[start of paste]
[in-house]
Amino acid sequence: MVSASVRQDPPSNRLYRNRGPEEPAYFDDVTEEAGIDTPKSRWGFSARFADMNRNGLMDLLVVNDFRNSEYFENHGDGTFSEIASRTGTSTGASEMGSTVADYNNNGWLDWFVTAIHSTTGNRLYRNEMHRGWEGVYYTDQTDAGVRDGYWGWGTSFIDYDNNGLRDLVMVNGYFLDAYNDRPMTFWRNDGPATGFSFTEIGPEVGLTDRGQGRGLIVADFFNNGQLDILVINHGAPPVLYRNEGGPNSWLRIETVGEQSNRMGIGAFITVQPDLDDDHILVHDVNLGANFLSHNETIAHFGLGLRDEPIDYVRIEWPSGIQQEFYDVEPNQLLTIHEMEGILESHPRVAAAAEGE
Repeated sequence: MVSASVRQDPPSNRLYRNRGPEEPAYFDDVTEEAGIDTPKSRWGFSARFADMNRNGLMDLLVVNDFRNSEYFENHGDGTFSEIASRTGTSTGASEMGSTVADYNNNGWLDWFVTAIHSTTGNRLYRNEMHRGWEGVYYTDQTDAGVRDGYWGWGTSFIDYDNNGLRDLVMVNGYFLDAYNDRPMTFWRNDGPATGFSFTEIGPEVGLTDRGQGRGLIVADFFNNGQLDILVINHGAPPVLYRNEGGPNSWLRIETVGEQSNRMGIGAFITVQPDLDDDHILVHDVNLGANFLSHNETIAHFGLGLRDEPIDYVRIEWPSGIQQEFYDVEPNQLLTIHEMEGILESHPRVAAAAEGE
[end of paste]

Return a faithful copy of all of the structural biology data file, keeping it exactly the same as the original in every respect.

[in-house]
Amino acid sequence: MVSASVRQDPPSNRLYRNRGPEEPAYFDDVTEEAGIDTPKSRWGFSARFADMNRNGLMDLLVVNDFRNSEYFENHGDGTFSEIASRTGTSTGASEMGSTVADYNNNGWLDWFVTAIHSTTGNRLYRNEMHRGWEGVYYTDQTDAGVRDGYWGWGTSFIDYDNNGLRDLVMVNGYFLDAYNDRPMTFWRNDGPATGFSFTEIGPEVGLTDRGQGRGLIVADFFNNGQLDILVINHGAPPVLYRNEGGPNSWLRIETVGEQSNRMGIGAFITVQPDLDDDHILVHDVNLGANFLSHNETIAHFGLGLRDEPIDYVRIEWPSGIQQEFYDVEPNQLLTIHEMEGILESHPRVAAAAEGE
Repeated sequence: MVSASVRQDPPSNRLYRNRGPEEPAYFDDVTEEAGIDTPKSRWGFSARFADMNRNGLMDLLVVNDFRNSEYFENHGDGTFSEIASRTGTSTGASEMGSTVADYNNNGWLDWFVTAIHSTTGNRLYRNEMHRGWEGVYYTDQTDAGVRDGYWGWGTSFIDYDNNGLRDLVMVNGYFLDAYNDRPMTFWRNDGPATGFSFTEIGPEVGLTDRGQGRGLIVADFFNNGQLDILVINHGAPPVLYRNEGGPNSWLRIETVGEQSNRMGIGAFITVQPDLDDDHILVHDVNLGANFLSHNETIAHFGLGLRDEPIDYVRIEWPSGIQQEFYDVEPNQLLTIHEMEGILESHPRVAAAAEGE